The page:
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I thought I would share one of the things I've been to in the last few months. I have a 2007 Avalanche that I purchased new. It now has 209,000 miles on it. I'm sure that some of you know that the Active Fuel Management can be a real problem on these engines. I'm a dedicated oil changer on my engines and I never had a problem until the truck reached 200,000 miles. Original everything in the drive train. So with my engine running great at that mileage one day and then...........BAM, a new noise. A knock that the dealer said was a rod bearing out. I did not believe that because the oil pressure never dropped and I had taken excellent care of the engine. I used a mechanics stethoscope and found the noise to be greatest when I placed the probe on the exhaust manifold at the head between cylinder #1 and #3. So I thought it was possibly a lifter, but the engine was still running smooth, just with a new knock.

Anyway, one of the bad things that happen to these engines is the induction of a lot of oil into the intake manifold via the crankcase ventilation from the drivers side valve cover. GM even brought out a redesigned cover which helped some. There's a lot more to it but too much to address here. There are two different types of lifters in these engines with four of the eight cylinders using a special lifter that are really a lifter in a lifter. When the computer calls for 4 of the cylinders to shut down the special lifters deactivate the valves for those cylinders. All done hydraulically via solenoid valves in the valley cover.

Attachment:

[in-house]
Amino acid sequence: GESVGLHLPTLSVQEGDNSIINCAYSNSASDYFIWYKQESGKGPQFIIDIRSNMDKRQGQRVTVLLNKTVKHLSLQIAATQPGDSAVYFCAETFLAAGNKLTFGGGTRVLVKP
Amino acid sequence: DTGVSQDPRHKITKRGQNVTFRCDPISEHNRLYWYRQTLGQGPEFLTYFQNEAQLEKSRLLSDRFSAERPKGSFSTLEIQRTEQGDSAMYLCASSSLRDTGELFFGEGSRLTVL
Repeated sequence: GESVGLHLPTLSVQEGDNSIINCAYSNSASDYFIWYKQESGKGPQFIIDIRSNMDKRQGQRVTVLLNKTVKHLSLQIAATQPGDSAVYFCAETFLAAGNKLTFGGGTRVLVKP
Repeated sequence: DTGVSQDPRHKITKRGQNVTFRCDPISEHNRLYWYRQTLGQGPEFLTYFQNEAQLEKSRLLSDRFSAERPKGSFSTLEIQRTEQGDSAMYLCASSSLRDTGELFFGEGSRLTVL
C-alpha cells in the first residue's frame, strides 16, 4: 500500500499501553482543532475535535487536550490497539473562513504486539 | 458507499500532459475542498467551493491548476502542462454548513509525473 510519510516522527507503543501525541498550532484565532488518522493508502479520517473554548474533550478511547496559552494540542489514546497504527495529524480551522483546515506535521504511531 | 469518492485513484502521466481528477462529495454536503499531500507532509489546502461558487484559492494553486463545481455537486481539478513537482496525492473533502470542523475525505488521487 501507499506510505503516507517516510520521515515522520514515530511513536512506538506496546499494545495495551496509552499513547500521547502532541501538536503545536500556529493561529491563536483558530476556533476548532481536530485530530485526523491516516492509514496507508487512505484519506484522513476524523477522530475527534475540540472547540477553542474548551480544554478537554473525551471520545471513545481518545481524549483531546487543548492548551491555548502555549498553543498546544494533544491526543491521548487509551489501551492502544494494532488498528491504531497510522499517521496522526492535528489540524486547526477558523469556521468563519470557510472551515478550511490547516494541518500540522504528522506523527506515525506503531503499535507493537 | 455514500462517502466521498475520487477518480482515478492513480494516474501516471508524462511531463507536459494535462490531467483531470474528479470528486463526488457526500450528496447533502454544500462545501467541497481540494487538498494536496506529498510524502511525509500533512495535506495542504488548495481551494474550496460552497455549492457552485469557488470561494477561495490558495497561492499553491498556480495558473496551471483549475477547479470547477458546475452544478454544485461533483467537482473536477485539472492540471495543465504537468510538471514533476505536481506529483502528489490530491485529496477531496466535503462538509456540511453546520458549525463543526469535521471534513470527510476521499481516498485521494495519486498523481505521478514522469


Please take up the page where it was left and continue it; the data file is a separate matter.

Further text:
Some folks were using quarts of oil in under 1,000 miles. Mine was not using that much but was using more than it should. So the fix is to eliminate the Active Fuel Management by taking out the special lifters and replacing them with standard stock lifters. That also meant changing out the valley cover and turning off the AFM in the computer.

So with my new knock and the desire to eliminate the AFM I decided to remove the engine and rebuild it. This is not something I wanted to do as I'm 75 years old now and I really thought I was done doing these types of things, but I didn't want to spend 5 or 6 thousand dollars at a dealer and not know everything they had done incorrectly. This all cost me around $3,000 to do it myself, but it also costs me 3 weeks without my truck. One week removal, one week at the machine shop, and one week back together.

So here is what was causing the knock. #3 piston skirt broke. All of the pieces were in the bottom of the oil pan.
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Here's a removal progress shot.